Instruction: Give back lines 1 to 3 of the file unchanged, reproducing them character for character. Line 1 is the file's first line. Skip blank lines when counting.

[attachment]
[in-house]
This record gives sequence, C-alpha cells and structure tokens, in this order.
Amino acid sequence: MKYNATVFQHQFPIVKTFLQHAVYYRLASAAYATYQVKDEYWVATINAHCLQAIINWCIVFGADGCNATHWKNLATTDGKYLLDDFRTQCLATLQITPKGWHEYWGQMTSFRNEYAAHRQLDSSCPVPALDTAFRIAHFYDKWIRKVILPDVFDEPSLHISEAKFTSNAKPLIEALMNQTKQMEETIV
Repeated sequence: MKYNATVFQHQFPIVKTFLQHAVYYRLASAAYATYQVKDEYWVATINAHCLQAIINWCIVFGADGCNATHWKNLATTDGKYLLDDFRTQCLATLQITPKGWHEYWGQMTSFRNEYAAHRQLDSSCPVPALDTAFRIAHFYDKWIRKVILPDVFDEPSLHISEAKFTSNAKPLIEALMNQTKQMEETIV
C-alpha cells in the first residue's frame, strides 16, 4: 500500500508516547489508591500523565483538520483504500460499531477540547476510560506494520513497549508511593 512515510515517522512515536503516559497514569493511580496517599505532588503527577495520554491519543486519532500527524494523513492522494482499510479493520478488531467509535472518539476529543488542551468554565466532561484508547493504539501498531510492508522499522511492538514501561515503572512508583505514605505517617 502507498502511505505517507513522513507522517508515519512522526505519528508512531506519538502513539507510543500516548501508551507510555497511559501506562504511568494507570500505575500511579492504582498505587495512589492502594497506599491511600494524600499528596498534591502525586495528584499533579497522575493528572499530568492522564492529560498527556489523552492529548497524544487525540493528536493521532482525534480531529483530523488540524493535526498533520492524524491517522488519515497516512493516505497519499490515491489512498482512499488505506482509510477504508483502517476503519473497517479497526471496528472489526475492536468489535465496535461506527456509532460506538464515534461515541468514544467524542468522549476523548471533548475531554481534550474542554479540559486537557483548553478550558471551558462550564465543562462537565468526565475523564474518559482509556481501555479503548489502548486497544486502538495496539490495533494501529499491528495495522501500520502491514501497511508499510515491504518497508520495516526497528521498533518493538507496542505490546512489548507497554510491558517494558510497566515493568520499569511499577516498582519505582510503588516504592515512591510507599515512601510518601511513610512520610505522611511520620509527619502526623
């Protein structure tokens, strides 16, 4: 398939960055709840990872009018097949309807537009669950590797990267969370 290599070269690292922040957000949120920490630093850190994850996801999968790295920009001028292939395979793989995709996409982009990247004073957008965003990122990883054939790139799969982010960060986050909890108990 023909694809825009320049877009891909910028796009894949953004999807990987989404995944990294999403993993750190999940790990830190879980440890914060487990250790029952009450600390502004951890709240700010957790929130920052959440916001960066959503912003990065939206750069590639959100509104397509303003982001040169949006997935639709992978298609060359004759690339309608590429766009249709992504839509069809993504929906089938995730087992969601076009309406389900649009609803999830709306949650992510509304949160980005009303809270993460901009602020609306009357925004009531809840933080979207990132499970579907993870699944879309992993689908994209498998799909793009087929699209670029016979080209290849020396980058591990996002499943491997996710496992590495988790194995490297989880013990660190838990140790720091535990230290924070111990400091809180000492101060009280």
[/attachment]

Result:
[in-house]
This record gives sequence, C-alpha cells and structure tokens, in this order.
Amino acid sequence: MKYNATVFQHQFPIVKTFLQHAVYYRLASAAYATYQVKDEYWVATINAHCLQAIINWCIVFGADGCNATHWKNLATTDGKYLLDDFRTQCLATLQITPKGWHEYWGQMTSFRNEYAAHRQLDSSCPVPALDTAFRIAHFYDKWIRKVILPDVFDEPSLHISEAKFTSNAKPLIEALMNQTKQMEETIV